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I've never used parted, but from what I've read online, it seems like your command should've worked and provided the proper alignment. I don't know why it didn't. That might be something to raise to the parted developers. In the meantime, it may be wise to use something like gdisk to partition your drive as I've never had alignment issues with that.
 
Old 08-11-2017, 12:55 AM   #6
syg00
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I have vague memories of 0% not doing what it might be imagined to. I think if you do it interactively (with -a opt) it'll tell you what to use. Try 1M.
 
Old 08-11-2017, 12:59 AM   #7
Diantre
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I've never used parted either, but after reading the manual, I think the command should be:

Code:
parted -a optimal /dev/sde mkpart primary 4096s 5000GB
Sometimes I like to try these things in a VM, just to be sure I'm understanding the tool, it's easy to get confused.
 
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Old 08-11-2017, 01:30 AM   #8
mfoley
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I tried parted interactively:
Code:
(parted) select /dev/sde                                                  
Using /dev/sde
(parted) align-check opt                                                  
Partition number? 1                                                       
1 aligned
(parted) print                                                            
Model: Seagate BUP SL (scsi)
Disk /dev/sde: 5001GB
Sector size (logical/physical): 512B/4096B
Partition Table: gpt
Disk Flags: 

Number  Start   End     Size    File system  Name     Flags
 1      33.6MB  5000GB  5000GB  ext4         primary
The align-check says it's aligned. The `print` shows the start at 33.6M. When I tried "1M" manually, it said the closet offset would be 33.6M - did I want to try that.

Maybe it's OK after all? Hmmmm ...

running gdisk and taking defaults gives me a starting sector of 40:
Code:
Command (? for help): p
Disk /dev/sde: 9767541167 sectors, 4.5 TiB
Logical sector size: 512 bytes
Disk identifier (GUID): 95E1A3B8-DC2A-4FE6-B523-185BB88396DD
Partition table holds up to 128 entries
First usable sector is 34, last usable sector is 9767541133
Partitions will be aligned on 8-sector boundaries
Total free space is 6 sectors (3.0 KiB)

Number  Start (sector)    End (sector)  Size       Code  Name
   1              40      9767541133   4.5 TiB     8300  Linux filesystem
There is a job running against this drive at the moment, but perhaps I'll try the gdisk settings tomorrow and see what happens.
 
Old 08-11-2017, 09:16 AM   #9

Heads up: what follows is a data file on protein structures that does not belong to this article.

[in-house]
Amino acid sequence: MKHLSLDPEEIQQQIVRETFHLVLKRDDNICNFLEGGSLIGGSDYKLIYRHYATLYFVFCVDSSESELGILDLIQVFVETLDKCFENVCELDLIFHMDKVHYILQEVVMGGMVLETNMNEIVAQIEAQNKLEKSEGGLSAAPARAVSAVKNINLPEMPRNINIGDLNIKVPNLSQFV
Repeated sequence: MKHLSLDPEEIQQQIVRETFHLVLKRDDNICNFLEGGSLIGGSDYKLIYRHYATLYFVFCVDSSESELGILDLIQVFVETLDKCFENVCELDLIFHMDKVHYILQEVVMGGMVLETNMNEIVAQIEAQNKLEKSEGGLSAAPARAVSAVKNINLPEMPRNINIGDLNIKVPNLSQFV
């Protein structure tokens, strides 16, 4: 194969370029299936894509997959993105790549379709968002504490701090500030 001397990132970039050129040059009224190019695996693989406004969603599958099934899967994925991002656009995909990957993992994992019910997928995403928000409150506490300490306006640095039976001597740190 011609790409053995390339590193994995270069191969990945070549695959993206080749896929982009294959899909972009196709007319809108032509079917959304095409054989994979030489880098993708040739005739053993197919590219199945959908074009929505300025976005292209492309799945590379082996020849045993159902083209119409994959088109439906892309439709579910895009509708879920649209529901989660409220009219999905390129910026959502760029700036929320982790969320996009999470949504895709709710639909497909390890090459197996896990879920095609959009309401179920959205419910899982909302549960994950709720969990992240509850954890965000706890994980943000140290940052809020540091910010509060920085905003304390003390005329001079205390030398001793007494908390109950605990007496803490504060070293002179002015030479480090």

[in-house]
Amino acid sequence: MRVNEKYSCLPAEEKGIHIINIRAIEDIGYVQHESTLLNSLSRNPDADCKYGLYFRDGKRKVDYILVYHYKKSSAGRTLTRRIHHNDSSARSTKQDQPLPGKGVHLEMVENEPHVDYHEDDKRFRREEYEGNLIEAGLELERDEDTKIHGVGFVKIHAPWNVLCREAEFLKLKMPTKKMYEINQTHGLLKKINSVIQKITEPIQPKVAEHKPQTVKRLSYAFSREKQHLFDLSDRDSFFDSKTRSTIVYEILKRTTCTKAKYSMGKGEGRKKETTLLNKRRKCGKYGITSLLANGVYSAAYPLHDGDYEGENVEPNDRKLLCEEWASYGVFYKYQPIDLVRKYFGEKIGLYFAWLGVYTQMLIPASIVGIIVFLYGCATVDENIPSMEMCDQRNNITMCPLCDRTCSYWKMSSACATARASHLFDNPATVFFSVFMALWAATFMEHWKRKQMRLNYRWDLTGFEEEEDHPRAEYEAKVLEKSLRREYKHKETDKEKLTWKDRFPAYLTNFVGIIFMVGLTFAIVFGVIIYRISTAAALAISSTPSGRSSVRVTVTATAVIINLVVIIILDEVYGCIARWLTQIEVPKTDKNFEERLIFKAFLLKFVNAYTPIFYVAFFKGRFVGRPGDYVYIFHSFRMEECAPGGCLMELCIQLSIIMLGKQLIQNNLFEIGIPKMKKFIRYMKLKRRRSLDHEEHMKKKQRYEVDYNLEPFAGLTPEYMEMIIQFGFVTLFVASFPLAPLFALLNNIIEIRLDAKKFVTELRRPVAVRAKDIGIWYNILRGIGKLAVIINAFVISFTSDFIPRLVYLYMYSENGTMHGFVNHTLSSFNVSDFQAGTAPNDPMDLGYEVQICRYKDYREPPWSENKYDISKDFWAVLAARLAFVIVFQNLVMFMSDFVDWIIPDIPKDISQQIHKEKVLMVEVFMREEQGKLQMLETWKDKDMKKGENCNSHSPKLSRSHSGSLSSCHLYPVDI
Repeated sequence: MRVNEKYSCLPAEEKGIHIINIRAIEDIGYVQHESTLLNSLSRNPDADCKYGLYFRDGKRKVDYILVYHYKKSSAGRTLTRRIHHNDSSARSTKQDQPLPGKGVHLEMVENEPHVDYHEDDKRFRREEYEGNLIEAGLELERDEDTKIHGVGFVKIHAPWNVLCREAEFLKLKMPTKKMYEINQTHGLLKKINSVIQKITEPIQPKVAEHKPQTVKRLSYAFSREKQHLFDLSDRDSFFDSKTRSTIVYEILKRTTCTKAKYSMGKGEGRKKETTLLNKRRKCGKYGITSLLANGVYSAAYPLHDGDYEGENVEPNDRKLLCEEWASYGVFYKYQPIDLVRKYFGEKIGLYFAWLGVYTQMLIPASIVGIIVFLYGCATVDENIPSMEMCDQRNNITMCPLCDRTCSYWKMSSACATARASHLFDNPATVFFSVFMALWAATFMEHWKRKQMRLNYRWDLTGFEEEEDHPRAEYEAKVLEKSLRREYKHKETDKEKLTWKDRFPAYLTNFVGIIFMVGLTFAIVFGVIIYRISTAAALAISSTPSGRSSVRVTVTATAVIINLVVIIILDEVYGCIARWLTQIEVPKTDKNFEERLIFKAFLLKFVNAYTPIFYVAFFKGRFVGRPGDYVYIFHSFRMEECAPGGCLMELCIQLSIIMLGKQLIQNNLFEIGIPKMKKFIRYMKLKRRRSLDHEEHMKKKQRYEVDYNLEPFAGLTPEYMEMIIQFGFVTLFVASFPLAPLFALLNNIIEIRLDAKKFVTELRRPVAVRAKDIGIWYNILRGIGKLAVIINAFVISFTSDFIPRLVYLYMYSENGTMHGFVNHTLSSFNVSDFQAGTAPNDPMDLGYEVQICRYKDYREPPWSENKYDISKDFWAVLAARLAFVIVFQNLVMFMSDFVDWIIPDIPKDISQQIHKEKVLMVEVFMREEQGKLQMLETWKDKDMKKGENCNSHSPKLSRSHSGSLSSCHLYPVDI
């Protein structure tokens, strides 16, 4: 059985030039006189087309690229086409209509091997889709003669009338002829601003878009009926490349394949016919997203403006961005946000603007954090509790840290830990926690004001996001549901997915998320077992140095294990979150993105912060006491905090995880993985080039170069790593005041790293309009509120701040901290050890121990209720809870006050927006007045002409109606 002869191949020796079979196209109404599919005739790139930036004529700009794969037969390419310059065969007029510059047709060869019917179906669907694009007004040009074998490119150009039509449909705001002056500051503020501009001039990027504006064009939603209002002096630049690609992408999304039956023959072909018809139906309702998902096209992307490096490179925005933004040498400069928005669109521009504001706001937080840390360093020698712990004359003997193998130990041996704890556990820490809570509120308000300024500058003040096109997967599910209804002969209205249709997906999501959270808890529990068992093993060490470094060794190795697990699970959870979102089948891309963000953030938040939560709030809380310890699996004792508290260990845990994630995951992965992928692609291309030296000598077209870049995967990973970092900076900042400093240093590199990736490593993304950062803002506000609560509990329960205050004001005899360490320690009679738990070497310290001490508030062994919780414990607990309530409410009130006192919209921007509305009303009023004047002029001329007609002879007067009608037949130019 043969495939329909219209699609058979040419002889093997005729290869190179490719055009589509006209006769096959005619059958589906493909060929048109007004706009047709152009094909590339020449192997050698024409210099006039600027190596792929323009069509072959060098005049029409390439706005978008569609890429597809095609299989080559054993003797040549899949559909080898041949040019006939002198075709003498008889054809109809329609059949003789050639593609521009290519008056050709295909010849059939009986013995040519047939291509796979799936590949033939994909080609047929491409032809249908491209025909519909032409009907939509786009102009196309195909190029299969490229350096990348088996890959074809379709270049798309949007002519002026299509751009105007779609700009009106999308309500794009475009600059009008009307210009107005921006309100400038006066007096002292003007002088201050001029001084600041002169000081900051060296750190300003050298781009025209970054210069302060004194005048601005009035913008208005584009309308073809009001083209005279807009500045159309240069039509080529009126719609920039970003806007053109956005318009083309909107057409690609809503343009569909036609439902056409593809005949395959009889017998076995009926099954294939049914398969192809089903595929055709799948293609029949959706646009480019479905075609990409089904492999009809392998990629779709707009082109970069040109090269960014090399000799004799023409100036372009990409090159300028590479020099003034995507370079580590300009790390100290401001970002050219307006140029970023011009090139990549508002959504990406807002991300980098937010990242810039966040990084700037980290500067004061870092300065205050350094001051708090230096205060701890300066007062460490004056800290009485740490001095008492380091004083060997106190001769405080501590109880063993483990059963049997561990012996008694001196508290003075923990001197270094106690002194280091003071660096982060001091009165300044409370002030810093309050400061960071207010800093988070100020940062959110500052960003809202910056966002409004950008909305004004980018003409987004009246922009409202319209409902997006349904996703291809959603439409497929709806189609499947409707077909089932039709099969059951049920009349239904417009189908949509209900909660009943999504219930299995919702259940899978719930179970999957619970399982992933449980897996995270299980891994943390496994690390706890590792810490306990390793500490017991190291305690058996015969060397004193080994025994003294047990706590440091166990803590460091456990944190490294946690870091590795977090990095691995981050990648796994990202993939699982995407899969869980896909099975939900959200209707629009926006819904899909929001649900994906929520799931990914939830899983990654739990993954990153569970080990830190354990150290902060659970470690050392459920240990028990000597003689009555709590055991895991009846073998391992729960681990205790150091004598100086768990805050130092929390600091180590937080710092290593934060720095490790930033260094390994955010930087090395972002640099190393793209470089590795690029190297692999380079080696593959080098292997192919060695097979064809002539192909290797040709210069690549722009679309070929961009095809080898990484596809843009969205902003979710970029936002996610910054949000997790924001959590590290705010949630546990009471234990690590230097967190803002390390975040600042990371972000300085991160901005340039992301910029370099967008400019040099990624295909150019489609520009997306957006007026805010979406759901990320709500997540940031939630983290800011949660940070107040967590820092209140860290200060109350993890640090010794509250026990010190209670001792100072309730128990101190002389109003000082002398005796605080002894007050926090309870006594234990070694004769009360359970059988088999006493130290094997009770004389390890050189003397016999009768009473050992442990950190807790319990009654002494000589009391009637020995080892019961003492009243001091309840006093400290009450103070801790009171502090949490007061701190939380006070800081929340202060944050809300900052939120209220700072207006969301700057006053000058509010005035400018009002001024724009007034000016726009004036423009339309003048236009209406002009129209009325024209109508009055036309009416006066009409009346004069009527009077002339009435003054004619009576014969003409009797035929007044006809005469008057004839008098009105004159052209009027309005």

rknichols
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Quote:
Originally Posted by bassmadrigal View Post
To give more information on Diantre's post, if you look at the fdisk output, it shows that your physical sector size is 4096. That means you need to have all your partition splits be on multiples of 4096. If you divide 65535 (your starting sector) by 4096, you get 15.9997, which means it's not properly aligned. For it to be aligned, you'd want it in multiples of 4096. So if we take 4096 and multiply it by 16 (which that first space is typically reserved for the partition table), you get the 65535 sector that Diantre provided.

However, using multiples of 8 could hurt because it may still not be aligned by the 4096 sector size, you want to make sure it is in multiples of your physical sector size, which in the case of this drive, is 4096.
That "4096" physical sector size is in bytes. The "65535" starting offset is in units of 512-byte logical sectors. You just need the starting offset to be a multiple of 8. (8*512 = 4096)
 
Old 08-11-2017, 09:50 AM   #10
mfoley
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OK, I repartitioned the disk using gdisk and took the defaults:
Code:
# gdisk -l /dev/sde
GPT fdisk (gdisk) version 1.0.0

Partition table scan:
  MBR: protective
  BSD: not present
  APM: not present
  GPT: present

Found valid GPT with protective MBR; using GPT.
Disk /dev/sde: 9767541167 sectors, 4.5 TiB
Logical sector size: 512 bytes
Disk identifier (GUID): 95E1A3B8-DC2A-4FE6-B523-185BB88396DD
Partition table holds up to 128 entries
First usable sector is 34, last usable sector is 9767541133
Partitions will be aligned on 8-sector boundaries
Total free space is 6 sectors (3.0 KiB)

Number  Start (sector)    End (sector)  Size       Code  Name
   1              40      9767541133   4.5 TiB     8300  Linux filesystem
It put the starting sector at 40 (40* 512 = 20480). I got no warnings about alignment issues either from gdisk or mkfs.

I didn't know about gdisk and have been using parted for my GPT drives. gdisk is great! Works just like fdisk and is therefore familiar and less complex that parted. Plus, it apparently works better and doesn't create mis-aligned sectors by default!